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Question :
Empires have been built throughout history. Apart from those that are built on the basis of religion, what would be the real reasons for their expansion?
1.Would it more of material greed or more of noble visions of the leaders? For example to achieve unity amongst nations, to provide prosperity for humanity, etc?
2.To enhance the expansion, the conquerers have to enlist the conquered people as part of their army. How would they be sure of the loyalty of the soldiers?
3.In the particular case of the ransack of Baghdad, the Mongols basically destroyed the city and its people. What much benefits would be a destroyed city to the Mongols? Also the actions would bring much hatred and enmity amongst the survivors. Would it not be much better to only attack the vital parts of the city?

Hi Aiha,

Empires are generally not brought about by religious expansionism but they arise as a natural out growth of a progression of cultural and social factors.  As a city grows in size the development of a strong centralized government grows with it.  Cities with common language religious beliefs stories and cultural origin begin to band together for mutual benefit and some times protection from the "outside".  Typically the strongest of the cities takes a leadership role.  This is typically how most empires start.  Then when outsiders encroach or attack, the loose confederation of cities band together in defense and if they win the fight get the spoiles of war and the now defeated territory.  Thus an empire is born.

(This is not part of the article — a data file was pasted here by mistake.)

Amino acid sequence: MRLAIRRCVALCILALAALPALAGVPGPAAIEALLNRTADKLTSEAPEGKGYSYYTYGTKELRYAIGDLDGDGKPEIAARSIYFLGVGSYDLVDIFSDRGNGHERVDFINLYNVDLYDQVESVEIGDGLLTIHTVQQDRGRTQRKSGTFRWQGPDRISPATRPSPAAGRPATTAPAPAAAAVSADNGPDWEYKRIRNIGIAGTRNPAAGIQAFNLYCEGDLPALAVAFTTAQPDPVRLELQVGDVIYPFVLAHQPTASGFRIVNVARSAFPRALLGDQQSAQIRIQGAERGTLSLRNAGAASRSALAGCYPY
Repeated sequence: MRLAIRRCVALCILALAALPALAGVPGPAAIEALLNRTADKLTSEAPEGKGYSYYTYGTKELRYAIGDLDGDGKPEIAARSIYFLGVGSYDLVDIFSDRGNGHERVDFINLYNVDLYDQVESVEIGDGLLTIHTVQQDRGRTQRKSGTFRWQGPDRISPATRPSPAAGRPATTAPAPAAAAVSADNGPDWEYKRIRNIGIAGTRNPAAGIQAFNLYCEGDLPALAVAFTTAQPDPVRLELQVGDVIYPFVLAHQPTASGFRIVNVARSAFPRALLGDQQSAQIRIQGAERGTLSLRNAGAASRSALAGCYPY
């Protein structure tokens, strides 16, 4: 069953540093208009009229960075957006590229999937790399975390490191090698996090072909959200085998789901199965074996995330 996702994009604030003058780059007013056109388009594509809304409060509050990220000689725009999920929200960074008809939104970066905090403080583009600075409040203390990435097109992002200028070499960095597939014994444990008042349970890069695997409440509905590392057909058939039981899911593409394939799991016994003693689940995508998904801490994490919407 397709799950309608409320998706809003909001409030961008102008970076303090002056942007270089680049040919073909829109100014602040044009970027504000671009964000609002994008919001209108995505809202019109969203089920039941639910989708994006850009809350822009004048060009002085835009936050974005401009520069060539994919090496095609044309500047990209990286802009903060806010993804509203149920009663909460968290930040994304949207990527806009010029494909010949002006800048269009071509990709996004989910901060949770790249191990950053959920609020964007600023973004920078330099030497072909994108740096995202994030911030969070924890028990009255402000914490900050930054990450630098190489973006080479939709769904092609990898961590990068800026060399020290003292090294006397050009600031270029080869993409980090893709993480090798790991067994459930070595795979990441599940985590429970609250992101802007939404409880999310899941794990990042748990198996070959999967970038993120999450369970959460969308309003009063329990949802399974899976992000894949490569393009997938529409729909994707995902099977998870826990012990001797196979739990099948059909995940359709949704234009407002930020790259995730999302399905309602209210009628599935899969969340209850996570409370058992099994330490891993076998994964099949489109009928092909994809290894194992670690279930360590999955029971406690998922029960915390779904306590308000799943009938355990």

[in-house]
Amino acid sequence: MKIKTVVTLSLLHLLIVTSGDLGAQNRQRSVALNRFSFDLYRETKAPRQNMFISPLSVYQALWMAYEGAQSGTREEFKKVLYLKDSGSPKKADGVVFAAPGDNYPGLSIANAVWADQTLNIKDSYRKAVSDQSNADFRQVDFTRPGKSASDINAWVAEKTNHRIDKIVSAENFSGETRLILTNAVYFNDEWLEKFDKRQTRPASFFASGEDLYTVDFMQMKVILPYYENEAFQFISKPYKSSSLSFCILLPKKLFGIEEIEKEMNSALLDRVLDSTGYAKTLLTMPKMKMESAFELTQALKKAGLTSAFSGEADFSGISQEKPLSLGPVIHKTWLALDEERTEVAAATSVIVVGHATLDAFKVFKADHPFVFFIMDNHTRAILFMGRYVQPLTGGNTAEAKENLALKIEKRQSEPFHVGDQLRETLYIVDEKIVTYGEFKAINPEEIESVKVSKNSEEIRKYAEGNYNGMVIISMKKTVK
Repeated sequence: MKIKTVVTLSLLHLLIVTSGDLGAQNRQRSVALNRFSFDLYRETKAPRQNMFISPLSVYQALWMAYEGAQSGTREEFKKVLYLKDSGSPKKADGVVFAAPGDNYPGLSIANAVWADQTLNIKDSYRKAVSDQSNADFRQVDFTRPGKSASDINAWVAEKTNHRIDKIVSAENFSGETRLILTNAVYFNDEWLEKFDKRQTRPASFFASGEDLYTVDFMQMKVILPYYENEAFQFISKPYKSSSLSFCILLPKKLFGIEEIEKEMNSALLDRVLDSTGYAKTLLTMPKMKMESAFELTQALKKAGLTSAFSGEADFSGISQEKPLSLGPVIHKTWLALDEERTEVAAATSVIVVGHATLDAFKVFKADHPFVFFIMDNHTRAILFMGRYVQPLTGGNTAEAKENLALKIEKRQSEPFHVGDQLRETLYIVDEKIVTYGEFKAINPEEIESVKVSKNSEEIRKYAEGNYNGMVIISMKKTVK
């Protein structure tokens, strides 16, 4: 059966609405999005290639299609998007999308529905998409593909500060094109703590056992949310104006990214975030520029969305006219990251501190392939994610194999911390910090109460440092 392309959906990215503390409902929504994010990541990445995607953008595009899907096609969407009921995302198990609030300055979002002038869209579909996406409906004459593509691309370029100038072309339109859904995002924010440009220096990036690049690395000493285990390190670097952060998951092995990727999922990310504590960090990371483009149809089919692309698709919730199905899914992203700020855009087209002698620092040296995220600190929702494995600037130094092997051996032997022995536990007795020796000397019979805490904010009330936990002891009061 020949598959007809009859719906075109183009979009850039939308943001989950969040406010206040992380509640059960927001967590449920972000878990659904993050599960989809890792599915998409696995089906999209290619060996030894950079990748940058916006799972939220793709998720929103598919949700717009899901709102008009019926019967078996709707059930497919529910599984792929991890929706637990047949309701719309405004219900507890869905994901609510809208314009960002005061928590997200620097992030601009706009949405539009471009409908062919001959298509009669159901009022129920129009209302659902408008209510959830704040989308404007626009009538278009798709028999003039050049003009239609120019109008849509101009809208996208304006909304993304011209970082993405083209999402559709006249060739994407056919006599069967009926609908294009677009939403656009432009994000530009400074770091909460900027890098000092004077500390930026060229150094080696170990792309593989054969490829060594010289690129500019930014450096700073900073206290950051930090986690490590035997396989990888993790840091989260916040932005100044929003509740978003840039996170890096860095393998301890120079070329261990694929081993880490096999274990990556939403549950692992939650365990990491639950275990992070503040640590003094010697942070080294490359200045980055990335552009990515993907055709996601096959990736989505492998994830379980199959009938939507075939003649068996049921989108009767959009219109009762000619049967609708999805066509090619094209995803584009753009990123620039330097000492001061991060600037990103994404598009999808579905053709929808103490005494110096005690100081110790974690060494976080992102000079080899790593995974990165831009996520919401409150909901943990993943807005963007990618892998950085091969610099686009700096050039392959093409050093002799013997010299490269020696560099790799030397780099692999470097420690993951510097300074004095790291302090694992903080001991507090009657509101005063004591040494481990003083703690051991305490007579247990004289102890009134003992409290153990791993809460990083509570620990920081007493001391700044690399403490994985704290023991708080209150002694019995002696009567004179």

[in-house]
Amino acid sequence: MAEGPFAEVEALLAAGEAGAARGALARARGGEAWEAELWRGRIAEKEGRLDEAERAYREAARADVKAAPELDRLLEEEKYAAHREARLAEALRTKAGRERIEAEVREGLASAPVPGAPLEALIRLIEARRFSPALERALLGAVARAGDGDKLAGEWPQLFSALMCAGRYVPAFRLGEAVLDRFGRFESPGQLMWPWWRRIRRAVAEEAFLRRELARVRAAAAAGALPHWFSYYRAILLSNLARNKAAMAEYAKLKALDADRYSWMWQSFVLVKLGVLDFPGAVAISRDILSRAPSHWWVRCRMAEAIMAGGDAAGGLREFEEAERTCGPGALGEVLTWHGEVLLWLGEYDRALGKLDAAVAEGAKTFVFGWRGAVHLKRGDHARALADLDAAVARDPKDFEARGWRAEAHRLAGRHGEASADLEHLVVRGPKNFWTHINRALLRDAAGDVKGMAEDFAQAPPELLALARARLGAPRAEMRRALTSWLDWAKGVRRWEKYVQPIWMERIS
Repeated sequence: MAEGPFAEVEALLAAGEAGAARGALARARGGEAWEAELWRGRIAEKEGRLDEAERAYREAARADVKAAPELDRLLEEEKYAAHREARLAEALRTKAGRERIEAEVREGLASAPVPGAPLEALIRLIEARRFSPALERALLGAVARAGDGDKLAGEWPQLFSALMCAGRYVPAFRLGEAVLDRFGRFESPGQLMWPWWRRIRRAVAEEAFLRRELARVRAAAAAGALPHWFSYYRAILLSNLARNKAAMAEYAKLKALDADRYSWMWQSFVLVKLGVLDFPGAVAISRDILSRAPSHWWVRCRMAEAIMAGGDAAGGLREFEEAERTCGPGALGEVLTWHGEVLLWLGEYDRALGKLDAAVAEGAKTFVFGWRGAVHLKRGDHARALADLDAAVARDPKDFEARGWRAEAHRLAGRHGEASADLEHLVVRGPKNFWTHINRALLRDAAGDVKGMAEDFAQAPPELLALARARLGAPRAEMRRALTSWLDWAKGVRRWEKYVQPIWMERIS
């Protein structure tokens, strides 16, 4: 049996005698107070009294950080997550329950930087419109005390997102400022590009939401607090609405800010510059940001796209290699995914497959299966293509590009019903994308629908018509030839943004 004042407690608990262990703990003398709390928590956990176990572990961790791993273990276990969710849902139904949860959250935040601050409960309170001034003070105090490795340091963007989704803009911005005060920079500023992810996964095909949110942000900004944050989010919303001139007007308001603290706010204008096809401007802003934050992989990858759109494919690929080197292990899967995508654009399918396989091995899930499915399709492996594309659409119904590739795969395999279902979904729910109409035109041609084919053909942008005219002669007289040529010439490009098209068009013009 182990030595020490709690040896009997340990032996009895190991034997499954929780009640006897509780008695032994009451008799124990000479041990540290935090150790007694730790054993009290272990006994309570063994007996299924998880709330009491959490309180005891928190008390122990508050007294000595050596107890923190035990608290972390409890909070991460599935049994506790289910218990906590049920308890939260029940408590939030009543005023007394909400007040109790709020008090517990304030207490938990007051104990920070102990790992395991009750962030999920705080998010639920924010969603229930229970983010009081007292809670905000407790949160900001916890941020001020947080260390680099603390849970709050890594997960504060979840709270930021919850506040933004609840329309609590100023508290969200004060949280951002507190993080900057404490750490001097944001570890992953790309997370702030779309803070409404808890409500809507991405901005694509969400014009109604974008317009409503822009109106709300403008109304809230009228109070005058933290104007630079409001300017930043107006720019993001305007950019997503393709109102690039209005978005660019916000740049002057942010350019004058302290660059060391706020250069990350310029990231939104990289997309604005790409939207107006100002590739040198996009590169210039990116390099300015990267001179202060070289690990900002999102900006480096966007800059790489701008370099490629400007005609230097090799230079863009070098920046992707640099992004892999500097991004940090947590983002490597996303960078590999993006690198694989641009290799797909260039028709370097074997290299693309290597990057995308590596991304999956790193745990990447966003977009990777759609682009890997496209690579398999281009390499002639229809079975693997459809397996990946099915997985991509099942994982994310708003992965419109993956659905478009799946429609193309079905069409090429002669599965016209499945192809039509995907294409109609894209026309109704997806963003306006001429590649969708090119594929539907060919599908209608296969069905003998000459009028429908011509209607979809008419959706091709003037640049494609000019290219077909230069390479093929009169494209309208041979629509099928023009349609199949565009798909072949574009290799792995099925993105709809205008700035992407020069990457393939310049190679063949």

Some leaders were benign to those conquered while others demonstrated uncommon cruelty.  Those the treated the new subjects with respect and equality generally benefited by new found loyalty and trustworthy additions to the army.  Others could not count on loyalty unless subjugated in some way.

Leaders like Alexander the Great  allowed conquered peoples to govern themselves, and thus won their loyalty.  Gengis Khan on the other demanded loyalty and left behind sons as governors of conquered territories.  Those cities or minor "empires" that refused or showed any disloyalty was destroyed.  Khan was ruthless but an extraordinary leader and man of vision, as was Alexander.

I hope this answers your questions,  if not please ask additional questions..


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Ralph Salier


20+ years in Business Anthropology working all over the world. Background in Archaeology and Anthropology.


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MA Anthropology, Proximics

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